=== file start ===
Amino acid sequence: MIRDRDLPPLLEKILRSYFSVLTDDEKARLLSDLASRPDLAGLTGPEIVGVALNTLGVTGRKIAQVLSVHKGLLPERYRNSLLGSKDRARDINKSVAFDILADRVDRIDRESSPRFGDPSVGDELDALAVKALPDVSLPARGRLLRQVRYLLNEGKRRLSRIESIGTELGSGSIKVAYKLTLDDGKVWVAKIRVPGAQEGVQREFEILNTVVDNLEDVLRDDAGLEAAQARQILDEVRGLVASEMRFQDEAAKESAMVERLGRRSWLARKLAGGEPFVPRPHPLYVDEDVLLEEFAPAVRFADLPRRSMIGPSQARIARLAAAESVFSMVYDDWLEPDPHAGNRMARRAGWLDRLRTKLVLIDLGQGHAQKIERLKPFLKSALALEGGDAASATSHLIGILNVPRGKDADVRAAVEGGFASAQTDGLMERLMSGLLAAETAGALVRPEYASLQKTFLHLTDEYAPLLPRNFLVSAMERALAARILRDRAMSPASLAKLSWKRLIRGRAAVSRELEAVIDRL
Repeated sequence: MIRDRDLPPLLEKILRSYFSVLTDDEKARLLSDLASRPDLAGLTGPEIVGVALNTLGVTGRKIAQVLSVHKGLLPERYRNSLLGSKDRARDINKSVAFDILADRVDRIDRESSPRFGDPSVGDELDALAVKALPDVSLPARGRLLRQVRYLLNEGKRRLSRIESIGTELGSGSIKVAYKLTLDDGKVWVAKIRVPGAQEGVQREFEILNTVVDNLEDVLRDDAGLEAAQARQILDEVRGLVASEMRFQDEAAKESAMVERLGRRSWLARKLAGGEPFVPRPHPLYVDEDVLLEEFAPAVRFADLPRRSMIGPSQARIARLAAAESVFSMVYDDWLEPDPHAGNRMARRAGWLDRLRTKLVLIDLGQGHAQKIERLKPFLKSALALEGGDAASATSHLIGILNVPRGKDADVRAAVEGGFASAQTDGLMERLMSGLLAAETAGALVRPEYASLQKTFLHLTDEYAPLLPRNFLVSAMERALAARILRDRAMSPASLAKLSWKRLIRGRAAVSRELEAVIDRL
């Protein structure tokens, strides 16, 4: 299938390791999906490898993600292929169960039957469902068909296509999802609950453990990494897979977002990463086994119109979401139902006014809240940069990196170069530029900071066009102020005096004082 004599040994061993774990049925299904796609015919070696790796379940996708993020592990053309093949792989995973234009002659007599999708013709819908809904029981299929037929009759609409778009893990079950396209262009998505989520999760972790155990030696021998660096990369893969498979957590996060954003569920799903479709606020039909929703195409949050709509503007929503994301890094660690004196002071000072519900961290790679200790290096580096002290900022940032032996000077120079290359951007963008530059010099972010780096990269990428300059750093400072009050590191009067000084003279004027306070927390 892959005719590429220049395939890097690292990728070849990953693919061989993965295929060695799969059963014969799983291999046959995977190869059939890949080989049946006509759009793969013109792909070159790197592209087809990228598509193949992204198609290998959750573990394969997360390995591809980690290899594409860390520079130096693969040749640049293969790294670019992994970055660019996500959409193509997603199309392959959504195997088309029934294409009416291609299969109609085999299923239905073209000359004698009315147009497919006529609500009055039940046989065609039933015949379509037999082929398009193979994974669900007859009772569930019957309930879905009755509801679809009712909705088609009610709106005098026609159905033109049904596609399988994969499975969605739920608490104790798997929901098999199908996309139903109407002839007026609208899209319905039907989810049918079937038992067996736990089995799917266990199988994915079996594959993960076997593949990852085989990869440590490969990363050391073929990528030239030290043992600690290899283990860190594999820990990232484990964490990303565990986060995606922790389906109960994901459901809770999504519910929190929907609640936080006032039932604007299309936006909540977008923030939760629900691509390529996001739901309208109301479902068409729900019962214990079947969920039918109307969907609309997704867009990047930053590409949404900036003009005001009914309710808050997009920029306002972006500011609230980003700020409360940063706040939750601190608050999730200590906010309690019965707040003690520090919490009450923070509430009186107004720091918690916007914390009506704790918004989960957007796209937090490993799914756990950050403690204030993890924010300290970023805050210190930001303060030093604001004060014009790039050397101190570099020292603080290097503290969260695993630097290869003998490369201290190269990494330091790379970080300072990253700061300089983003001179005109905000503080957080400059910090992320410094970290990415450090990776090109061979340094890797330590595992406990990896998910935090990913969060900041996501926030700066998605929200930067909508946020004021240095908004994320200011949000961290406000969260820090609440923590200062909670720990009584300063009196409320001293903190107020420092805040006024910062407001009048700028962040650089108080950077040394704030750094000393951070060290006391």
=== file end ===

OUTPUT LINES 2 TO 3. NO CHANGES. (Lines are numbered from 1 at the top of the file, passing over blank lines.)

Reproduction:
Repeated sequence: MIRDRDLPPLLEKILRSYFSVLTDDEKARLLSDLASRPDLAGLTGPEIVGVALNTLGVTGRKIAQVLSVHKGLLPERYRNSLLGSKDRARDINKSVAFDILADRVDRIDRESSPRFGDPSVGDELDALAVKALPDVSLPARGRLLRQVRYLLNEGKRRLSRIESIGTELGSGSIKVAYKLTLDDGKVWVAKIRVPGAQEGVQREFEILNTVVDNLEDVLRDDAGLEAAQARQILDEVRGLVASEMRFQDEAAKESAMVERLGRRSWLARKLAGGEPFVPRPHPLYVDEDVLLEEFAPAVRFADLPRRSMIGPSQARIARLAAAESVFSMVYDDWLEPDPHAGNRMARRAGWLDRLRTKLVLIDLGQGHAQKIERLKPFLKSALALEGGDAASATSHLIGILNVPRGKDADVRAAVEGGFASAQTDGLMERLMSGLLAAETAGALVRPEYASLQKTFLHLTDEYAPLLPRNFLVSAMERALAARILRDRAMSPASLAKLSWKRLIRGRAAVSRELEAVIDRL
């Protein structure tokens, strides 16, 4: 299938390791999906490898993600292929169960039957469902068909296509999802609950453990990494897979977002990463086994119109979401139902006014809240940069990196170069530029900071066009102020005096004082 004599040994061993774990049925299904796609015919070696790796379940996708993020592990053309093949792989995973234009002659007599999708013709819908809904029981299929037929009759609409778009893990079950396209262009998505989520999760972790155990030696021998660096990369893969498979957590996060954003569920799903479709606020039909929703195409949050709509503007929503994301890094660690004196002071000072519900961290790679200790290096580096002290900022940032032996000077120079290359951007963008530059010099972010780096990269990428300059750093400072009050590191009067000084003279004027306070927390 892959005719590429220049395939890097690292990728070849990953693919061989993965295929060695799969059963014969799983291999046959995977190869059939890949080989049946006509759009793969013109792909070159790197592209087809990228598509193949992204198609290998959750573990394969997360390995591809980690290899594409860390520079130096693969040749640049293969790294670019992994970055660019996500959409193509997603199309392959959504195997088309029934294409009416291609299969109609085999299923239905073209000359004698009315147009497919006529609500009055039940046989065609039933015949379509037999082929398009193979994974669900007859009772569930019957309930879905009755509801679809009712909705088609009610709106005098026609159905033109049904596609399988994969499975969605739920608490104790798997929901098999199908996309139903109407002839007026609208899209319905039907989810049918079937038992067996736990089995799917266990199988994915079996594959993960076997593949990852085989990869440590490969990363050391073929990528030239030290043992600690290899283990860190594999820990990232484990964490990303565990986060995606922790389906109960994901459901809770999504519910929190929907609640936080006032039932604007299309936006909540977008923030939760629900691509390529996001739901309208109301479902068409729900019962214990079947969920039918109307969907609309997704867009990047930053590409949404900036003009005001009914309710808050997009920029306002972006500011609230980003700020409360940063706040939750601190608050999730200590906010309690019965707040003690520090919490009450923070509430009186107004720091918690916007914390009506704790918004989960957007796209937090490993799914756990950050403690204030993890924010300290970023805050210190930001303060030093604001004060014009790039050397101190570099020292603080290097503290969260695993630097290869003998490369201290190269990494330091790379970080300072990253700061300089983003001179005109905000503080957080400059910090992320410094970290990415450090990776090109061979340094890797330590595992406990990896998910935090990913969060900041996501926030700066998605929200930067909508946020004021240095908004994320200011949000961290406000969260820090609440923590200062909670720990009584300063009196409320001293903190107020420092805040006024910062407001009048700028962040650089108080950077040394704030750094000393951070060290006391």